What this means is that you get two layers of tracking with the Spoton collar. There's the "internal" side of things where you can monitor your dog within the boundary lines. However, if your dog is outside the Spoton GPS fence, then the tracking feature will still be able to identify its location.

Dog Size Independent

Like the Halo Collar, the Spoton Virtual Fence allows accommodates different neck sizes in its collar design. This is more of a new thing though, as there was previously much less of a support range.

Whenever dog owners buy these kinds of things, there's almost always a concern about the size changes a dog goes through. Being able to track your pup with the Spoton fence is nice, but what about when the dog grows and its neck isn't so small anymore? Thankfully, the Spoton Collar will grow with your dog meaning you can save some money. Be sure to visit the official site for the best pricing and warranty. 

Customizability

 

The Spoton collar implementation is also conducive to a highly customizable boundary area. Being able to map out the points of the fence and adjust them is one thing. However, you can have overlapping fences in your setup if you wish. Depending on how your space is set up, you may find that doing so gives your dog ample space to run around and explore.

Beyond that, this feature also means you can use the Spoton Virtual Fence for training purposes or to temporarily stop your dog from accessing a certain area of the property.

Pros and Cons

 

With the features out of the way, the next step of this Spoton Virtual Fence and Halo Collar comparison is to explore the pros and cons of going with each.

Halo Collar Pros

 

The Halo Collar offers the following upsides:

  • Intuitive setup process

  • IP67 rating for water resistance

  • 20 fencing options

  • No wires or reliance on Wi-Fi

  • Very lightweight and durable collar

  • Great battery life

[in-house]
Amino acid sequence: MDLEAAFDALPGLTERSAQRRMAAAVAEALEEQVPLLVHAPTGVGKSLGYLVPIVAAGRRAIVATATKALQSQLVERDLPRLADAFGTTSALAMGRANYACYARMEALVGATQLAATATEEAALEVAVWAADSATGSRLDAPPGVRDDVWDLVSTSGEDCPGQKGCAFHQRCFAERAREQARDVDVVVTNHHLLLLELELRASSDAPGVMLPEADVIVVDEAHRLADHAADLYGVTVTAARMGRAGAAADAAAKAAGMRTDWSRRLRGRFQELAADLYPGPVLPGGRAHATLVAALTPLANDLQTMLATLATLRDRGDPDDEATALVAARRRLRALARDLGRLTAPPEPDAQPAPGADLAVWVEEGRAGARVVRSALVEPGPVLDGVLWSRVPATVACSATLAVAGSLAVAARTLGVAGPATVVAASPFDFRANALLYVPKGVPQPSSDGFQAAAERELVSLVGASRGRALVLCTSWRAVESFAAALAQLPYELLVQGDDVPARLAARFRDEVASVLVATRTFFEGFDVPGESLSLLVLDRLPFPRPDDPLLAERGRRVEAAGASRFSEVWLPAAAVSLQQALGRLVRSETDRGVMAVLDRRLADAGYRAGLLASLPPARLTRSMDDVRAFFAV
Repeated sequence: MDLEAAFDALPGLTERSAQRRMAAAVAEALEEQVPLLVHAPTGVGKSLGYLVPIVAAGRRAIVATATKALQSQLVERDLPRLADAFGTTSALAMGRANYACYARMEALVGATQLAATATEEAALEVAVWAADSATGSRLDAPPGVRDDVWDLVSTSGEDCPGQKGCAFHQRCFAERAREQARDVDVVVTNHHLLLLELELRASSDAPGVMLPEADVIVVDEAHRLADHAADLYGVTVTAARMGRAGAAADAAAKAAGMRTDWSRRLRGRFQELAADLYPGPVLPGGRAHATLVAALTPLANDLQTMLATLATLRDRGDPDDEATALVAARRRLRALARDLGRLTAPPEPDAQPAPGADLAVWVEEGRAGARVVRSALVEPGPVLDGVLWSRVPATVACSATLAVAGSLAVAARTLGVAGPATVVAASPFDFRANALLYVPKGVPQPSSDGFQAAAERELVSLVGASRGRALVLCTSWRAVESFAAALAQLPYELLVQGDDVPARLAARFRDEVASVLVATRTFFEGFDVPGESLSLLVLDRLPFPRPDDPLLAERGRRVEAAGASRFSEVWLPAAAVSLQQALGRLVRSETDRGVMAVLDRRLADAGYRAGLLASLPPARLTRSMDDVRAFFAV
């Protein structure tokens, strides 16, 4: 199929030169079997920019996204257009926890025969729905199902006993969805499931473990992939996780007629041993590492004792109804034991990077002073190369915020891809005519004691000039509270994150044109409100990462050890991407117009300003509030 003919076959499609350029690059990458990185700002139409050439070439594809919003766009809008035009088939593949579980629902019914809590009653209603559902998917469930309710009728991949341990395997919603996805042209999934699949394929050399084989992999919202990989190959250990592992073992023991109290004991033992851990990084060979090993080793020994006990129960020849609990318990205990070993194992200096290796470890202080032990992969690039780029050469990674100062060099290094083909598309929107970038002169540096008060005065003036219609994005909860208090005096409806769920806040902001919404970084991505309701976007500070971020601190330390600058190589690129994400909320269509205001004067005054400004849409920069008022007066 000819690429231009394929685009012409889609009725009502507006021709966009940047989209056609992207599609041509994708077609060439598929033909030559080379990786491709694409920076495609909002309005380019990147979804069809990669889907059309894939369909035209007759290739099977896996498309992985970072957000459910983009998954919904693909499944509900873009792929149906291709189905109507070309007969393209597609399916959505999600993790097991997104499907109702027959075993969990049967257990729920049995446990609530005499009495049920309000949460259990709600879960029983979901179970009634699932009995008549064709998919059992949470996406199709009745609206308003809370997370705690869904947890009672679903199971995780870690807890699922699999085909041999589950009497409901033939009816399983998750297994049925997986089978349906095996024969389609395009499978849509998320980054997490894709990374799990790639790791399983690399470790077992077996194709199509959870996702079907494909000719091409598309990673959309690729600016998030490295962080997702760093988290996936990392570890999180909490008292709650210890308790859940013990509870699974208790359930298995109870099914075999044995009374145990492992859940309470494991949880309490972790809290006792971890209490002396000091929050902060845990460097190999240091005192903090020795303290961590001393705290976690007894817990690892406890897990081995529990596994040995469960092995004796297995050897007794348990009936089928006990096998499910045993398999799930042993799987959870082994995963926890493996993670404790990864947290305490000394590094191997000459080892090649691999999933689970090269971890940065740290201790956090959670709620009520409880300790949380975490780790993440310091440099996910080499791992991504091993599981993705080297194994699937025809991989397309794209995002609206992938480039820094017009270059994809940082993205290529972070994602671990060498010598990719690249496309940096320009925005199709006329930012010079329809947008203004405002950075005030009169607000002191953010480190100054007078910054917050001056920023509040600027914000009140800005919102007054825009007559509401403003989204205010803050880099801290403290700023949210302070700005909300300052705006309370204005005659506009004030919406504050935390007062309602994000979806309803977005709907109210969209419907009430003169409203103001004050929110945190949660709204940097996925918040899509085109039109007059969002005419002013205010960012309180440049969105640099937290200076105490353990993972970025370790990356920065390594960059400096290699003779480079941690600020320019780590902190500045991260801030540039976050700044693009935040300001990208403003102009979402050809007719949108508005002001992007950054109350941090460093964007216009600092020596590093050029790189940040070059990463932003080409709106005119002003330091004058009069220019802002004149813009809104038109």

Halo Collar Cons

On the downsides, the Halo Collar has the following:

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  • Collar and app can be on the expensive side

Spoton Collar Pros

 

The Spoton Virtual Fence pros are as follows:

  • Easy setup process

  • Easy to use

  • Lightweight collar design

  • Works well even with dense tree cover

  • Overlapping boundary lines available

Spoton Collar Cons

As far as cons go for the Spoton fence, bear this in mind:

  • Very costly to purchase

Pricing

 

What do the Halo Collar and Spoton fence prices look like? We have that information for you too! Bear in mind that each model has a collar cost as well as a subscription plan requirement for the informational side of the service.

Halo Collar

 

The Halo Collar costs $999, and the cost includes a free trial of the gold subscription plan, which is covered below. You get a one-year warranty on your purchase, as well as a 60-day satisfaction guarantee.

Purchasing a subscription plan alongside the Halo Collar yields the benefits of activity tracking, training from Cesar Millan, and fence data storage. Your options are:

  • Basic plan - $4.49 monthly

  • Silver plan - $9.99 monthly

  • Gold plan - $29.99 monthly

A basic plan is enough for the essentials. Halo's silver monthly plan introduces advanced tracking as its main benefit, while the gold one offers premium training.

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Spoton Collar

Your Spoton collar is going to cost $1,495. You get a one-year warranty, as well as a 45-day money-back guarantee.

The subscription plans offered by the Spoton Virtual Fence are different from those of the Halo Collar since they're based on timelines and not classes. Note that the tracking feature requires its Verizon and AT&T cellular services. The plans are as follows:

  • Monthly - $9.95 monthly

  • One-year - $7.95 monthly

  • Two-year - $5.95 monthly

While a 90-day free trial is available, it only comes with a sign-up for the one or two-year plan.

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Head-to-head Comparison

This is the meat of the matter in our comparison between the Halo Collar and the Spoton Virtual Fence. When we put them head to head, how do they stack up against each other? The system we'll be using is pretty straightforward. There are several categories. For each of them, we'll speak on both providers, then indicate who wins based on their offerings.